Posted in: Blu-ray, by Sean Axmaker, Contributors, DVD, Film Reviews

Gift Sets: ‘Back to the Future,’ ‘Die Hard,’ W.C. Fields, and the American Avant-Garde

BackFuture30Back to the Future: 30th Anniversary Trilogy (Universal, Blu-ray, Blu-ray 3D, DVD) – “The future is whatever you make it, so make it a good one.”

October 21, 2015, is a date foretold… in Back to the Future II! That’s right, it’s not just the 30th anniversary of the original Back to the Future, it’s the day that Marty travels to in the second installment of the time-traveling trilogy.

Of course there’s a new 30th Anniversary special edition trilogy edition on Blu-ray and DVD to mark the occasion, and for the entire month of October, Amazon Prime members can stream all three films as part of their subscription.

Michael J. Fox goes backwards, forwards, and sideways through time as Marty McFly in a souped-up DeLorean for the first time in Back to the Future (1985), where he jaunts back to 1955, meets his parents (Crispin Glover and Lea Thompson), and finds a younger (but just as crazy) Doc Brown (Christopher Lloyd), the genius inventor who builds the time travel device and has to concoct a way to get Marty back to 1985. The film’s hopped-up energy, action movie slapstick and tongue-in-cheek cheek social commentary spoofing helped turn it into a blockbuster hit and a pop-culture sensation so director Robert Zemeckis and co-writer / producer Bob Gale came back with two sequels.

Back to the Future Part II (1989) sends Marty ahead in time and then back to play in the margins of the first film. Glover bowed out of the sequel and Elizabeth Shue took over the role created in the first film by Claudia Wells. Back to the Future Part III (1990) takes on another era: it’s the old west of 1885 and Mary Steenburgen is a schoolmarm who is sweet on Sheriff Brown.

None of the films have been remastered for this new edition and the individual discs include the commentary tracks, featurettes, behind-the-scenes shorts, and other supplements from the previous releases, including the six-part retrospective documentary “Tales of the Future,” an exhaustive and entertaining look back at the origins, production and reception of all three films (it’s divvied up over the three discs) and “Looking Back to the Future,” a 45-minute look into the production and reception of the original film, which is on the bonus disc.

Exclusive to this release is a new introduction from Christopher Lloyd as Doc Brown, who also appears in the 9-minute original short “Doc Brown Save the World” (which explains who all those inventions seen in Part II don’t exist in our reality), and the featurette “OUTATIME: Restoring the DeLorean,” plus two episodes of the Back to the Future animated series and two commercials from the movie’s version of 2015: a trailer for Jaws 19 and a hoverboard commercial.

Nakatoni Plaza Die Hard Collection (Fox, Blu-ray) is a gift set with a gimmick and this gimmick is pretty darn cool: a 16-inch tall scale model of the skyscraper featured in the original Die Hard. And in the base of this altar to the franchise is a collection of all five films.


The original Die Hard (1988) is still a touchstone for action movie fans, the film that turned wisecracking lug Bruce Willis an action hero and set the tone and attitude of adrenaline-driven crime thrillers for decades to come. The film drops New York cop John McClane in a Los Angeles skyscraper to match wits with terrorist Alan Rickman and his ruthless crew when they lock down the building on Christmas Eve. It’s another Christmas and another crisis for McClane when he battles terrorists (led by William Sadler) at a snow-bound airport in Die Hard 2: Die Harder (1990), the film that launched Renny Harlin’s short reign as a Hollywood action king. McTiernan is back for Die Hard With a Vengeance (1995) and Samuel Jackson becomes Willis’ reluctant ally when criminal mastermind Jeremy Iron puts them through a lethal game of Simon Says. It was more than ten years before the fourth film and Willis is older, balder, and a lot more banged in Live Free or Die Hard (2007), helped by smart-ass hacker Justin Long to take on 21st century supergenius Timothy Olyphant and the biggest cyber-crime theft in history. Len Wiseman directs this one, using ever bigger set pieces to distract from the script’s shortcomings. The franchise is running out of ideas and fuel by A Good Day to Die Hard (2013), which sends Willis to Moscow to bail his estranged son out of jail. Of course he ends up in yet another mad genius criminal conspiracy. What makes them all work (well, the earlier ones anyway) is Willis as the banged up veteran held together by his scar tissue, roused to action because he’s the guy in the place to do it, and kept sane by his sardonic sense of humor. Yippee Ki Kay!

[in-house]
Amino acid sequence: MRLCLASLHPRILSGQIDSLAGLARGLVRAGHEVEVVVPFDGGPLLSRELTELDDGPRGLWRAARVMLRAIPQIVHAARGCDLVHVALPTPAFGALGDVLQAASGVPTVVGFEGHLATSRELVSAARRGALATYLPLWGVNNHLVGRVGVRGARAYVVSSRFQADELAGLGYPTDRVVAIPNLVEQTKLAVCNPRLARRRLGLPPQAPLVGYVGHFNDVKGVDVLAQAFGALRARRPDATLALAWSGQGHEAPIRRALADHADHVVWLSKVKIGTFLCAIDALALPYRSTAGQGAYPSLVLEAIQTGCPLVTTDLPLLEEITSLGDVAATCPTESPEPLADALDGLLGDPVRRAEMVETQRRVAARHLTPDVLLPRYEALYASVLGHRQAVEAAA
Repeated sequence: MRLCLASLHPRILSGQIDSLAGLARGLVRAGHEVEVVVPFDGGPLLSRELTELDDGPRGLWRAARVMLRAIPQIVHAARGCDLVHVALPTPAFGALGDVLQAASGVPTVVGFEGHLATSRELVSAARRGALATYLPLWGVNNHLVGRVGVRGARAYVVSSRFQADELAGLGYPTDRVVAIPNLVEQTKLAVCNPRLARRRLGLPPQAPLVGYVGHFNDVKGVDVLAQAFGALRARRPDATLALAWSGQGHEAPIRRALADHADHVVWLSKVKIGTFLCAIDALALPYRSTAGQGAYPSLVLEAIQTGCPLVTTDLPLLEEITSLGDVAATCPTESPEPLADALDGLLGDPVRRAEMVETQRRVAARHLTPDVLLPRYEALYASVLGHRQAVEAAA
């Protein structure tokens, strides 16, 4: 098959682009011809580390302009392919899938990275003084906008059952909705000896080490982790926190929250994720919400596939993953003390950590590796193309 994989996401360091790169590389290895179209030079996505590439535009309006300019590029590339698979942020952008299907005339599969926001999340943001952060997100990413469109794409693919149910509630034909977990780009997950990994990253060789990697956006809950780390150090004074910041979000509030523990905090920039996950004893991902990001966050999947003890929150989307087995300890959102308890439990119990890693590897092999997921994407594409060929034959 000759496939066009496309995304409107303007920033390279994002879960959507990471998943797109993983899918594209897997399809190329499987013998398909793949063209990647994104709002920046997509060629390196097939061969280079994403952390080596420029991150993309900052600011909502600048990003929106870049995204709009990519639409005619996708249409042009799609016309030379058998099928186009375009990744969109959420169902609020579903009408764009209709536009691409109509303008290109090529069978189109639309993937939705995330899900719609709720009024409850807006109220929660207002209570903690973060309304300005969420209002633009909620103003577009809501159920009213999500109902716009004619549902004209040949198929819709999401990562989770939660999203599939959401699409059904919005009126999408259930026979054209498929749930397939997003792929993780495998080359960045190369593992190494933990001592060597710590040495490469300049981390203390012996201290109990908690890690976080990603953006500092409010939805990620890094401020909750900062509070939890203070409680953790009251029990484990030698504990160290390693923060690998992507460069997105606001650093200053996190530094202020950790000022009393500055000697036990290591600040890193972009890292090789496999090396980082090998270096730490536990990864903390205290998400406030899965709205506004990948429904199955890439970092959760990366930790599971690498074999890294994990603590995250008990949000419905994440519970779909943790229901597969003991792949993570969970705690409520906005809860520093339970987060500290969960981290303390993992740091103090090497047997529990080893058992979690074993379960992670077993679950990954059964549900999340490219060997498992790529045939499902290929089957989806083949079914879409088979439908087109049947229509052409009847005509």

The films have not been remastered since their last Blu-ray release and the discs features all the supplements from previews disc releases—filmmaker commentary on each film (Willis joins the party on the fourth film only), featurettes, interviews, and other goodies—and a bonus disc with the terrific seven-part Decoding Die Hard, which explores the series through all five features (it was originally included in the 25th Anniversary collection). The Live Free and Good Day discs both feature original theatrical and extended unrated versions of the films. There’s also a booklet with stills and trivia and postcards featuring the villains of all five films.

But it’s really notable for its distinctive packaging. The discs themselves are held in an easy to access booklet-style case with sleeves for each disc, but the case is in the base of a startlingly large plastic model of Nakatoni Plaza, the skyscraper setting of the original Die Hard. You can pull the disc case out and put on the shelf with the rest of your collection and put that shrine to Willis and the Die Hard legacy in a place befitting a holy relic. It’s something only a fan could love, but boy, what love it will bring them.

WCFieldsW.C. Fields Comedy Essentials Collection (Universal, DVD) – W.C. Fields movies more often resemble vaudeville acts than narrative films, strings of gags held together by the loosest of plots and Fields’ own bellicose nature. He’s tyrannized victim as often as insolent bully, often in the same film, and Universal pays tribute to the merry misanthrope in this generous collection. Packed efficiently in a compact disc case, doesn’t bother with extras. It’s all about packing in the movies and there are 18 features in this five-disc set. Most (though not all) have been on disc before. I can’t begin to review them all, so here are a few highlights from the collection.

The anthology comedy If I Had a Million (1932) makes its official (aka legitimate) DVD debut in this set, practically buried in the bunch. This was a high-concept comedy from Paramount in that its made up of eight separate stories, each helmed by a different director, all connected by a single act: a dying millionaire splits his fortune between eight strangers. Fields stars in one of the tales, using his windfall to take his revenge on the frustrations of modern life in the era of the automobile. Other recipients of the windfall include Charles Ruggles, Gary Cooper, May Robson, Gene Raymond, and in the shortest, most perfectly-pitched episode (directed by Ernst Lubitsch), Charles Laughton as a clerk emboldened by his newfound freedom.